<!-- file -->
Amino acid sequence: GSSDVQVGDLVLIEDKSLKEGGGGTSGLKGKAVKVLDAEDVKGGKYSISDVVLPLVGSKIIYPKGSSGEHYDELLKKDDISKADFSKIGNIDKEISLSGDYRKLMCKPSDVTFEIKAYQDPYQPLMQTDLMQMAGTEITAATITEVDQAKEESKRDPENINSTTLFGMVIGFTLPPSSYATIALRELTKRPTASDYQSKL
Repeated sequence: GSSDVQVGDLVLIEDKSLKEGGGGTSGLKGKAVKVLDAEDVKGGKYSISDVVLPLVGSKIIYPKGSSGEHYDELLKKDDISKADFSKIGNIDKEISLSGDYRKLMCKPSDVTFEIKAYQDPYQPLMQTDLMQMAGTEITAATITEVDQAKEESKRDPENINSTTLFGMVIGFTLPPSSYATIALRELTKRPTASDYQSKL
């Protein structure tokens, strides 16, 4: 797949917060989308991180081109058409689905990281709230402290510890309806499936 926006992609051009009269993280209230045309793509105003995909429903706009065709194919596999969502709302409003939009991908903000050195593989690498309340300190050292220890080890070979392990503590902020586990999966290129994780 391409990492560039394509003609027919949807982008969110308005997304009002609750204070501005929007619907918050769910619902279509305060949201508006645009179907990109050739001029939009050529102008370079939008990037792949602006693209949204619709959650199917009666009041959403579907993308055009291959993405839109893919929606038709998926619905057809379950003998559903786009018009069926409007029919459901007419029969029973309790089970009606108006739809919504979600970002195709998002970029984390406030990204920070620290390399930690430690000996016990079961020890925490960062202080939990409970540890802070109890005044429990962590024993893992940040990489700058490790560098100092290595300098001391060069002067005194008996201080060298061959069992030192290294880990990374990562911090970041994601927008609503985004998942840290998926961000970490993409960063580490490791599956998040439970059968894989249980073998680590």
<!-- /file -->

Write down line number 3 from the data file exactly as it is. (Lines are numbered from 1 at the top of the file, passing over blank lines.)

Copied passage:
């Protein structure tokens, strides 16, 4: 797949917060989308991180081109058409689905990281709230402290510890309806499936 926006992609051009009269993280209230045309793509105003995909429903706009065709194919596999969502709302409003939009991908903000050195593989690498309340300190050292220890080890070979392990503590902020586990999966290129994780 391409990492560039394509003609027919949807982008969110308005997304009002609750204070501005929007619907918050769910619902279509305060949201508006645009179907990109050739001029939009050529102008370079939008990037792949602006693209949204619709959650199917009666009041959403579907993308055009291959993405839109893919929606038709998926619905057809379950003998559903786009018009069926409007029919459901007419029969029973309790089970009606108006739809919504979600970002195709998002970029984390406030990204920070620290390399930690430690000996016990079961020890925490960062202080939990409970540890802070109890005044429990962590024993893992940040990489700058490790560098100092290595300098001391060069002067005194008996201080060298061959069992030192290294880990990374990562911090970041994601927008609503985004998942840290998926961000970490993409960063580490490791599956998040439970059968894989249980073998680590």